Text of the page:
The oil glut that won't go away
Oil exporting countries may find themselves desperately having to slash prices as the world's oil glut persists.
In London and Rotterdam, oil traders who predicted last year the glut would end in late 1982 are now grimly calculating that it may be here for quite a while longer, at least into 1983.
If prices fall as a result, say petroleum experts in London, price cutting could unleash a storm of confusion on the world oil market, one which motorists in Europe and the United States will happily ignore as gasoline prices drop steadily throughout the spring and summer.
As an American oil company spokesman explained, the escalating price wars on both sides of the Atlantic means ''one heck of a deal for the consumer, but it could lead to heavy losses for the refiner. Most likely, the big multinationals will be able to take it, but the smaller independent refineries may go bust.''
European oil traders predict that with a daily 3 million-barrel-a-day surplus awash in the market, crude oil prices may slide to $29 a barrel if the glut continues. Some oil analysts feel that the surplus today is nearer to 2 million barrels a day.
What is certain is that plummeting demand and sagging prices have sliced back profit margins drastically for the oil refineries.
With the market in such disarray oil analysts predict that OPEC and the other crude exporters may even face trouble arranging an orderly retreat of petroleum prices.
This week Britain cuts its North Sea oil by $1.50 a barrel to $35 a barrel. The cut was the biggest by a major oil producing country since last fall when OPEC unified its crude oil price structure.
Saudi Arabia and other oil pumping states were already stirred into panic earlier this week by the decision of Ayatollah Khomeini's regime in Iran to flout OPEC's unwieldy price regulating structure. They are worried that by undercutting the official OPEC benchmark of $34 a barrel by at least 80 cents, Iran's move may trigger other OPEC members to chop their crude prices too.
Oil ministers from Saudi Arabia, the United Arab Emirates, and Kuwait met hastily in Abu Dhabi Feb. 8 to discuss holding an emergency OPEC summit. The next OPEC meeting is scheduled for May 20 in Ecuador, and some Arab oilmen fear that unless some immediate action is taken, the downward tumble of crude prices may soon prove uncontrollable.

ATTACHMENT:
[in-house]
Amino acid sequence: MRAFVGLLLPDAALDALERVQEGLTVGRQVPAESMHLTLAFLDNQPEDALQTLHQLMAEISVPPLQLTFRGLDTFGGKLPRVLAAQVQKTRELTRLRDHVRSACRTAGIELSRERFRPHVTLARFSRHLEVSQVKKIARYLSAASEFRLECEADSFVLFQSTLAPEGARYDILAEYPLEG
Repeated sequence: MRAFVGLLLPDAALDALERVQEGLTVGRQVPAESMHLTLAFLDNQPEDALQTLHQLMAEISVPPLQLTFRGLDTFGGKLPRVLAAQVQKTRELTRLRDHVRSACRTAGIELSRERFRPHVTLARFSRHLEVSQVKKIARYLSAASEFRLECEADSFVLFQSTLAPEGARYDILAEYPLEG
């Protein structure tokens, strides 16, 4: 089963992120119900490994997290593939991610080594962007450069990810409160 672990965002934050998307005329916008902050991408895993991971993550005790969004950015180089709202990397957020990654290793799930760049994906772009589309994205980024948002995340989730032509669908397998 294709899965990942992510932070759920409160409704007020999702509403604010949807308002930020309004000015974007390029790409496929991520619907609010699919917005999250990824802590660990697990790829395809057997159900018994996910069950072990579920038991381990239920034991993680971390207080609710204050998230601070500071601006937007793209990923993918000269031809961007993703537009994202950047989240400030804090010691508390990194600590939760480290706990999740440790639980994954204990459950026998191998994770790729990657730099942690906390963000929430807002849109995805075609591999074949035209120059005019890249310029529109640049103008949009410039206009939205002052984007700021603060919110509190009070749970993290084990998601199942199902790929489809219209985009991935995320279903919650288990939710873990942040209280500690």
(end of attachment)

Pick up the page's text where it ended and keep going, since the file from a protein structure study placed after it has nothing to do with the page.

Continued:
Some petroleum brokers believe that even by reducing prices OPEC may not be able to end the world's oversupply, caused by a prolonged recession in the United States and Europe, falling consumer consumption, and a traditional springtime drop in demands.
Robert Poulliot, an oil analyst monitoring the Middle East, said ''even if the Saudis, by far the biggest vendor, were to come down $4 a barrel it wouldn't necessarily end the glut. There is no market now because the big petroleum companies are drawing down (emptying) their stocks.''
Rather than buying crude now, companies and purchasing governments are letting their huge oil tanks run dry. Their strategy, says a London spokesman for one of the major oil companies, is to keep the market brimming with surplus crude, thus driving down prices. This also enables them to cut storage costs, which run as high as $8 a year for one barrel.
But the Saudi oil minister, Sheikh Ahmad Zaki Yamani, recently forecast an end to the glut once the crude inventories are nearly empty. He said that governments and petroleum companies will then purchase substantial quantities of crude, firming up prices.
However, many oil analysts dismiss Sheikh Yamani's assessment as too optimistic. A US oil company official in London said, ''Even after they fill up stock, OPEC will still have excess producing capacity. Some countries like Iran, Iraq, Kuwait, and the North Africans are just itching to raise production.''
Iran and Iraq in particular, need increased oil revenues to fuel their 16 -month-long Gulf war, and this is one reason why Tehran violated the OPEC pricing agreement.
Kuwait and several other OPEC members have criticized Saudi Arabia for not attempting to reduce world oversupply by cutting back their high production levels. The Saudis dropped output from 10.3 million barrels per day (bpd) last August to below 8.5 million bpd, but some hard-pressed OPEC governments are pushing Sheik Yamani to drop even more -- down to 6.5 million bpd.
Several Middle Eastern analysts said that Saudi Arabia, whose output totals 40 percent of all OPEC production, will resist pressures to tighten the pump. ''If they did reduce,'' claimed one Cyprus-based oil expert, ''the Saudis would dangerously weaken their leverage within OPEC. Plus, there is no guarantee that once the Saudis did cut back, the hungrier OPEC countries wouldn't immediatly jack up their own production levels.''